“We are in the process of working with vendors and if their proposed location is suitable, we are open to relocating the Smart Truck bays,” said Sharinaz.
Most food vans are also not moving around like they should but are unwilling to convert their van to qualify for a food truck licence, she said.
Food van owners in Section 14 have agreed to convert their vehicles into a proper food truck under a pilot project which will be implemented elsewhere if successful.
According to Sharinaz, these existing food van traders will be given priority to choose the bays in their respective commercial areas.
“Food van owners who do not want to move around, risk having their items seized or licences revoked,” she said, adding in Section 14 alone, MBPJ had seized items from illegal vendors 59 times.
The situation elsewhere
Shah Alam City Council (MBSA) has also adopted the Selangor Government’s Food Truck guidelines.
MBSA’s Corporate Communications head Shahrin Ahmad said traders must comply with the guidelines to receive temporary permits.
They need to ensure their trucks have valid approval from Puspakom, the business is run by the permit owners and operations are conducted at two designated locations only.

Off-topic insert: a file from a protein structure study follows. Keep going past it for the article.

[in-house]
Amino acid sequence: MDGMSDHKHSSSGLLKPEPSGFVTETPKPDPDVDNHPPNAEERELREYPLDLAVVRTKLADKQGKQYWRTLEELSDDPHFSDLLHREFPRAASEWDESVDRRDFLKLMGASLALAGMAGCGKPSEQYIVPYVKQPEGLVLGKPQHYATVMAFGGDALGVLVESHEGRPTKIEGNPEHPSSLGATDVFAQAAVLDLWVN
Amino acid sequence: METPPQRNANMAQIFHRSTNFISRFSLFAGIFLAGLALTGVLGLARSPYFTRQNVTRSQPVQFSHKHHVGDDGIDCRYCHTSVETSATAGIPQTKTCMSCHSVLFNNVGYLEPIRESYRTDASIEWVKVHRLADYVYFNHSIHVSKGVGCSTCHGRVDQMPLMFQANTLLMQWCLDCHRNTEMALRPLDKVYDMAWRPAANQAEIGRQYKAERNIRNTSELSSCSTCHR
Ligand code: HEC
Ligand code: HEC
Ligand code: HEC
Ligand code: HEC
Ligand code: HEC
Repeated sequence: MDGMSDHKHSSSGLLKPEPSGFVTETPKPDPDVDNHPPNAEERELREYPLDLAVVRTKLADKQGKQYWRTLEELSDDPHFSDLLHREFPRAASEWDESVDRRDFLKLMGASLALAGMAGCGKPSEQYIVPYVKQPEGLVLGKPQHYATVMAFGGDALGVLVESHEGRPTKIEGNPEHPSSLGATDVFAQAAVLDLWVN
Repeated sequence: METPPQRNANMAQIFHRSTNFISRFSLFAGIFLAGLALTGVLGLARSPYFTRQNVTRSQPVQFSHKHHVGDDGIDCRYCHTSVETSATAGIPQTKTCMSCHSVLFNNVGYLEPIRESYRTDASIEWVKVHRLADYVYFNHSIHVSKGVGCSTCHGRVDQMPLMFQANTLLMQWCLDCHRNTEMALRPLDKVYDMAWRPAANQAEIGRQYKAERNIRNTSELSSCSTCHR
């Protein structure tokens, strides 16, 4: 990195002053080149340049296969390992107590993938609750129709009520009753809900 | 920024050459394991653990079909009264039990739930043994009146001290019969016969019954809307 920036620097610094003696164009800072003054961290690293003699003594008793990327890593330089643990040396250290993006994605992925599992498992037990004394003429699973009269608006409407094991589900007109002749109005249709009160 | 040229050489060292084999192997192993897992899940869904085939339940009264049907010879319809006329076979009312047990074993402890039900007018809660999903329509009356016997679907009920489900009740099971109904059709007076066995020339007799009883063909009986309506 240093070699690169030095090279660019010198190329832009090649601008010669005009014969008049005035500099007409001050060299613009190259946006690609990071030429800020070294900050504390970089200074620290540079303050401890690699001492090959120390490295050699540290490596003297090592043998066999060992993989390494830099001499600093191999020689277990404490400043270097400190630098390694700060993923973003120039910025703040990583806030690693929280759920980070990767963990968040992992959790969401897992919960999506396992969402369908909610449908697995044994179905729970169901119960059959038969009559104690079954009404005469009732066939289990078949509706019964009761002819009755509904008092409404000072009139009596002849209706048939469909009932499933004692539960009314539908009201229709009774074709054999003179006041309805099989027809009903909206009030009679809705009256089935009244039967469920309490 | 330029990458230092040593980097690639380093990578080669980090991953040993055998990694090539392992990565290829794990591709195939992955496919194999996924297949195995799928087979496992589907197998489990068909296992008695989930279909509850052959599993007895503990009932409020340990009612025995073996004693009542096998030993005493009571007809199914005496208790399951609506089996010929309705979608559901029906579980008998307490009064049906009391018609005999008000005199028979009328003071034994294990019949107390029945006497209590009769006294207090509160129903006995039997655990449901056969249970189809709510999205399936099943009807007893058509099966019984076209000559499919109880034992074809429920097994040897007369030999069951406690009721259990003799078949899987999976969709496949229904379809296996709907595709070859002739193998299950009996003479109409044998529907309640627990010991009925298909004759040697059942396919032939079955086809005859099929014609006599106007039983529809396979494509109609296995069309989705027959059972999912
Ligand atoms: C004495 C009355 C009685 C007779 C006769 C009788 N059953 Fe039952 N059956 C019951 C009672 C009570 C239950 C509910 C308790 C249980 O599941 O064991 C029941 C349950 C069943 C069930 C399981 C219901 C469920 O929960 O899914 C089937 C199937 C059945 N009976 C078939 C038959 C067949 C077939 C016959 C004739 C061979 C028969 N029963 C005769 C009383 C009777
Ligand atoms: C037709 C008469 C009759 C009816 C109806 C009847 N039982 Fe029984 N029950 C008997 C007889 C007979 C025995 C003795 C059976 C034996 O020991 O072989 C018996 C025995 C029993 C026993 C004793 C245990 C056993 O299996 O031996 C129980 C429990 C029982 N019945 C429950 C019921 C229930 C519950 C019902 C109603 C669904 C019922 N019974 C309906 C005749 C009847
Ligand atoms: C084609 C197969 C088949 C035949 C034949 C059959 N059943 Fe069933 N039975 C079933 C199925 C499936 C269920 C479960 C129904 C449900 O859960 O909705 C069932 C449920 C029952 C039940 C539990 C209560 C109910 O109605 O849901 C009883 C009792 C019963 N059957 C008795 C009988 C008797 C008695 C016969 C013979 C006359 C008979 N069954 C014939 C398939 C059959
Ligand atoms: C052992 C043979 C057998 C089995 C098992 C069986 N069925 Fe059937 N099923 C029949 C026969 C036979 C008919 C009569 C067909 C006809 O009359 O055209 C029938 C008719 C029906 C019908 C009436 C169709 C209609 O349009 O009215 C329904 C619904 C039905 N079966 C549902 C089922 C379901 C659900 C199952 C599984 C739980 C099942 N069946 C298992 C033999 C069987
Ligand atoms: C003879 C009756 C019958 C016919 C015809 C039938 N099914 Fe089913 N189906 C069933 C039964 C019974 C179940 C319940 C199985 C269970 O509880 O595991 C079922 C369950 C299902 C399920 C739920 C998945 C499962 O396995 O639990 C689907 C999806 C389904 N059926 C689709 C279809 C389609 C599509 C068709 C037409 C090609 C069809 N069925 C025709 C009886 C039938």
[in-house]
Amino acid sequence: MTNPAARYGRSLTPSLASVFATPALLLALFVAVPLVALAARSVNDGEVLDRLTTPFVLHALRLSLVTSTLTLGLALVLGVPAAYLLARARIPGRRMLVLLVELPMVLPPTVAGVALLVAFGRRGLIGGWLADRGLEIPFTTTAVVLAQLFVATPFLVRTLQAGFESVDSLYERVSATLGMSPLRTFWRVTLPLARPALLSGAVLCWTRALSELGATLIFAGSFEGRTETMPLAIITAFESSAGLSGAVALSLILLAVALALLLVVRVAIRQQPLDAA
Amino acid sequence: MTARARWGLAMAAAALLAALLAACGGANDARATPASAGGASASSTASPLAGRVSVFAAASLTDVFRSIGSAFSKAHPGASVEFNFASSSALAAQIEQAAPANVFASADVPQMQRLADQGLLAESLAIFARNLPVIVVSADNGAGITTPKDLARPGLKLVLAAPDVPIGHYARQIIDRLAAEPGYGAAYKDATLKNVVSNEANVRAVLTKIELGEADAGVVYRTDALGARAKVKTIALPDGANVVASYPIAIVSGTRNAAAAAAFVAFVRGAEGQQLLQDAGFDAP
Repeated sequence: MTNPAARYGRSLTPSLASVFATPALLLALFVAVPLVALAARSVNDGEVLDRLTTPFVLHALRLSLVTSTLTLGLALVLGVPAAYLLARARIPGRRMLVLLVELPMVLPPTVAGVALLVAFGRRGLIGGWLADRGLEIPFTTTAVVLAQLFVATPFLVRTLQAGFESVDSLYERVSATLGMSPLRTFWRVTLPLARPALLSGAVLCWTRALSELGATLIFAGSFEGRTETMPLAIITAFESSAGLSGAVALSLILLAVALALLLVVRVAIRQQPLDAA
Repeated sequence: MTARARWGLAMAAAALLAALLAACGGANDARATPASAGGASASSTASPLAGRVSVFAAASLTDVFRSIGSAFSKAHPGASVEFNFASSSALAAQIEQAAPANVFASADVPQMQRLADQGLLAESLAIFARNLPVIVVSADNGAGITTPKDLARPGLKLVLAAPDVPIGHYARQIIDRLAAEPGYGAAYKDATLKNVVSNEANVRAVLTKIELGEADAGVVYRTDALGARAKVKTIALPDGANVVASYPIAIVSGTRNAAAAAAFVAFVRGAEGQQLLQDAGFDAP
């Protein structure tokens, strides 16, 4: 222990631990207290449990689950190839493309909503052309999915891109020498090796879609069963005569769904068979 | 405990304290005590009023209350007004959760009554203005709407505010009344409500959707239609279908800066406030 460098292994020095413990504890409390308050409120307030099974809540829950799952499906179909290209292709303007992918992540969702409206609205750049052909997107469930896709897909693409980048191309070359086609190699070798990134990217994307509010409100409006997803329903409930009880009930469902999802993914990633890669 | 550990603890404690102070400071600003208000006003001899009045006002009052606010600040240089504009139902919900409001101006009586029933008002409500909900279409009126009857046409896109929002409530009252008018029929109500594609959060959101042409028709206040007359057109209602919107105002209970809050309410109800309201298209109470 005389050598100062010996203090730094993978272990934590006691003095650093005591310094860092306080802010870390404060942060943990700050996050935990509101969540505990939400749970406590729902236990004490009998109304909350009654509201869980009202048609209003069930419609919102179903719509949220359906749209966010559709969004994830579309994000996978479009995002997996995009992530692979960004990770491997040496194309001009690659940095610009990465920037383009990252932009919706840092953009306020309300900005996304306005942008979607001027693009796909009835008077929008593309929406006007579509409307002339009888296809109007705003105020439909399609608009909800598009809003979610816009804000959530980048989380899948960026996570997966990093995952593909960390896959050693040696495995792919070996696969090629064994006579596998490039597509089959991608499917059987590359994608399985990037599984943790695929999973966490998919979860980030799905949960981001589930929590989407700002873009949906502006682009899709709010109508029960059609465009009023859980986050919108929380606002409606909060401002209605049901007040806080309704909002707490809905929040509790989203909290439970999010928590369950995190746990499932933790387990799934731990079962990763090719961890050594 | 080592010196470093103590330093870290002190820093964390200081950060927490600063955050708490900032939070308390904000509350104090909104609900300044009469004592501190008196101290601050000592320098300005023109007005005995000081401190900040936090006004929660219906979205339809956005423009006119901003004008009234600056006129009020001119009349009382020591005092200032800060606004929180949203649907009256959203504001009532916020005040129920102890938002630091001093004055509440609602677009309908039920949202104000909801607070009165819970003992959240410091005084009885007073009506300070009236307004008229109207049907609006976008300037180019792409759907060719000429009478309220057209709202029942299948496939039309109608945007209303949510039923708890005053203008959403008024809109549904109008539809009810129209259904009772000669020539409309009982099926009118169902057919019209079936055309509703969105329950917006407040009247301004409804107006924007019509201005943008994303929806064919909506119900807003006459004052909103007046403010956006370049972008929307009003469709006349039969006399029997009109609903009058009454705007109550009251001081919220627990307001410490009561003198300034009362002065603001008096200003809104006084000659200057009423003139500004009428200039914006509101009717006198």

“The permits are issued for a period of three or six months. They will be allowed to choose two sessions out of the three we have designated for them,” said Shahrin.
The three sessions are 7am to noon, 1pm to 6pm and 7pm to midnight at Jalan Tengku Ampuan Zabedah K 9/K Section 9 and Jalan Lebuh Keluli, Section 7 Shah Alam.
These food trucks can remain stationary and have to be fitted with a wash basin, twin sink, prep area, cooking facility, clean and dirty water tanks, grease trap and non-slip flooring.
Shahrin said in the past there were no regulations for food trucks and they were treated like any other moving van selling food and drinks.
“We allowed them to trade before the guidelines were introduced, provided they found locations that did not obstruct traffic and were clean,” he said.
The council’s aim, he added, was to provide a safe and clean environment customers and food truck operators.
Shahrin said the council had received 15 applications so far but believes more will sign up.
Traders only need to pay RM9.20 per session or RM276 a month.
Subang Jaya Municipal Council (MPSJ) Licensing director Muhammad Azli Miswan said food trucks were doing well in the municipality.
“We follow the state’s guidelines for food trucks. Operators have to follow similar requirements imposed on hawkers like having to attend the necessary food handling courses and getting the required immunisation,” he said.
Muhammad Azli said there were about 50 registered food trucks in the municipality.
“But they are not operating every day. There are a few food truck zones in Jalan Kenari and Taman Perindustrian Kinrara,” he said.
Among the other hotspots are in SS14 opposite the Etiqa office, SS17 every weekend, Bandar Bukit Puchong every weekend and MPSJ’s headquarters in USJ 5 every first Wednesday of the month.